All about Bald Eagles

Scientific name: Haliaeetus leucocephalus. This roughly translates to ‘White-headed sea eagle’.

Description: Juvenile Bald Eagles are brown with some lighter feathers mixed throughout. They begin getting the white feathers on their head and tail around 1 year of age and finish about 5-7 years old. Adults’ feet and beak are bright yellow and the brown feathers on their wings and torso are edged with a lighter brown color. These eagles can have a 5-6 foot wingspan when fully grown. Males can get up to 7-10lbs as an adult while females may reach 10-13lbs.

Behavior: Bald eagles build nests high in trees, but have also been known to use cliffs or even the ground when nest sites were sparse. They build some of the largest bird nests known; 5-6 feet in diameter and 2-4 feet tall. The largest bald eagle nest recorded was 10 feet in diameter and 20 feet tall! Bald eagles build nests using sticks or branches for the main structure, grasses to fill in smaller spots and will use lichens and feathers to line the inside. They lay 1-3 eggs in a single clutch once a year and once they hatch, both the male and female will raise the eaglets as a pair for the next 2-3 months. Though we see media representation of large groups of eagles together, this only occurs when food is overly abundant in an area. Mostly, these eagles remain solitary or with their mate. The media will also incorrectly use the long, piercing call of the Red-tailed Hawk instead of the staccato, chattering call the Bald Eagle actually makes. 

Diet: Bald Eagles are often found near large bodies of water because fish is a large part of their diet. They are also often found hunting a variety of birds, mammals, reptiles and even invertebrates like crabs. When food is sparse, they will eat carrion (already deceased animals) as well. Bald Eagles will soar overhead looking for prey. They have been known to dive into water to catch fish and can use their wings to help ‘row’ back to shore.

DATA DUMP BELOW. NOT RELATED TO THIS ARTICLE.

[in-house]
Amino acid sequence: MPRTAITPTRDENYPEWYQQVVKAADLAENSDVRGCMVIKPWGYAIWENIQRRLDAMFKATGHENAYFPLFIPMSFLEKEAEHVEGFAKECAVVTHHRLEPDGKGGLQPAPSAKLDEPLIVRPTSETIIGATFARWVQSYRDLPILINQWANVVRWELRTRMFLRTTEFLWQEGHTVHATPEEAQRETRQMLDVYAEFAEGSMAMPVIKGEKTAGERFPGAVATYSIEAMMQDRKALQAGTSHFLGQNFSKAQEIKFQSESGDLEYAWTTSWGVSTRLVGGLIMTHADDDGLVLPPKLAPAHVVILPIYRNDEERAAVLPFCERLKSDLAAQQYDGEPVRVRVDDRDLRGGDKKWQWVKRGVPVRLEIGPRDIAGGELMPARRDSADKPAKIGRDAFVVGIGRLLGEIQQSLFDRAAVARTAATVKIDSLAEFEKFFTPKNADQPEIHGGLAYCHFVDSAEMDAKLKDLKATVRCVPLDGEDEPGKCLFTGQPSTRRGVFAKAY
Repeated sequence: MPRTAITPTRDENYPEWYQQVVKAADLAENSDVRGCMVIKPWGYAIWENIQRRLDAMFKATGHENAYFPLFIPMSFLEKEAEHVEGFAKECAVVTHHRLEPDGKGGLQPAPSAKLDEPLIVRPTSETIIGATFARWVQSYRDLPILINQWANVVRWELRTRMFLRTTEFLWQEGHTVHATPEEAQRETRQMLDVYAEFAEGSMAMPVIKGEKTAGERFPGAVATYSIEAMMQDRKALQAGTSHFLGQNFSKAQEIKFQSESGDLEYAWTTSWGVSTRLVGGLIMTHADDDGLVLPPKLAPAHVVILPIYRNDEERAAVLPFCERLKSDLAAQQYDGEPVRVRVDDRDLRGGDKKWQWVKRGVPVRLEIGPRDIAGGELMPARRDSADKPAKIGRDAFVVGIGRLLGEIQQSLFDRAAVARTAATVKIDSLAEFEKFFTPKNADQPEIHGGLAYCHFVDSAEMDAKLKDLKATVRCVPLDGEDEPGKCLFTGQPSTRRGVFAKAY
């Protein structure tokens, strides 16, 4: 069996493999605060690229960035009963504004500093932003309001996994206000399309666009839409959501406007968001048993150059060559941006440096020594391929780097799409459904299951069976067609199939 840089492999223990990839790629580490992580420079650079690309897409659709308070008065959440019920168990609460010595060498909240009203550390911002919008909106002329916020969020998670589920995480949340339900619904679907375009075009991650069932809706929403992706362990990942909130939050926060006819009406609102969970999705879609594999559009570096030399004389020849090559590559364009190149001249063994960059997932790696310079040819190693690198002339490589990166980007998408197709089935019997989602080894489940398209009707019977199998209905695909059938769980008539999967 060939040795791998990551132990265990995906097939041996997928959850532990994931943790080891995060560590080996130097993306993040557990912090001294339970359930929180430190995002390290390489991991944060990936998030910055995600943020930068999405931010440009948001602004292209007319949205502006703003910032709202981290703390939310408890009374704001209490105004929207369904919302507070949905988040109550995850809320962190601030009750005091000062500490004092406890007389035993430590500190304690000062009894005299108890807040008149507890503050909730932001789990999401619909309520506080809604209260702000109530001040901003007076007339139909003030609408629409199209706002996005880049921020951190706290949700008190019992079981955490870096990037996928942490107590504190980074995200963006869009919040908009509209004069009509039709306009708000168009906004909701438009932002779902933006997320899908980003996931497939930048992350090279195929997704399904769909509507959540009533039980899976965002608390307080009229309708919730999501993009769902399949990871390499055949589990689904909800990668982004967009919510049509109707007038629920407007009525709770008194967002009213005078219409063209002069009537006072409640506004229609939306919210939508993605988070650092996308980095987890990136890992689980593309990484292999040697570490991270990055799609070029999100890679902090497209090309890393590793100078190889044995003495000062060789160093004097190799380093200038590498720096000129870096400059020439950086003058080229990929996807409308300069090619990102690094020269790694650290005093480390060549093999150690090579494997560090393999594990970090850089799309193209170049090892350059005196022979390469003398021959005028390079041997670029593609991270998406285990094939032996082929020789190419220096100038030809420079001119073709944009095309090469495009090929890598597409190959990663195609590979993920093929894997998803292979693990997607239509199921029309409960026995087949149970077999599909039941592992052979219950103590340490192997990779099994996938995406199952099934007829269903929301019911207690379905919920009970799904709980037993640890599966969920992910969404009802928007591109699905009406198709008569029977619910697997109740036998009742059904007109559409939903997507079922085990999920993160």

Conservation: In the late 1970s, Bald Eagle population numbers had dropped significantly due to the use of pesticides, loss of habitat and poaching. They were put under protection by the Endangered Species Act and action was taken to stop their decline. It became illegal to injure or kill a Bald Eagle. The pesticide DDT, which caused the most harm, was banned from use in the United States. This pesticide was causing eagles to lay eggs that were far more fragile and could be accidentally crushed by the weight of the parent. In addition, facilities such as zoos and wildlife rescues began breeding and releasing Bald Eagles into areas with low populations. All of these efforts combined brought the Bald Eagle back to Least Concern on the IUCN Red List in 2007. Currently, populations remain fairly stable. There are still threats to Bald Eagles. Rodenticides and pesticides are potentially fatal to the eagles if ingested. Lead poisoning is also a prominent cause of harm to Bald Eagles.

What you can do:  Using traps instead of rodenticides will help keep Bald Eagles from eating poisoned rodents. Natural pest control can be used instead of pesticides to help control insect damage without also causing harm to Eagles and other animals. Moving away from using lead products, such as lead bullets, can help to lower the chances an eagle or another species will ingest the lead.

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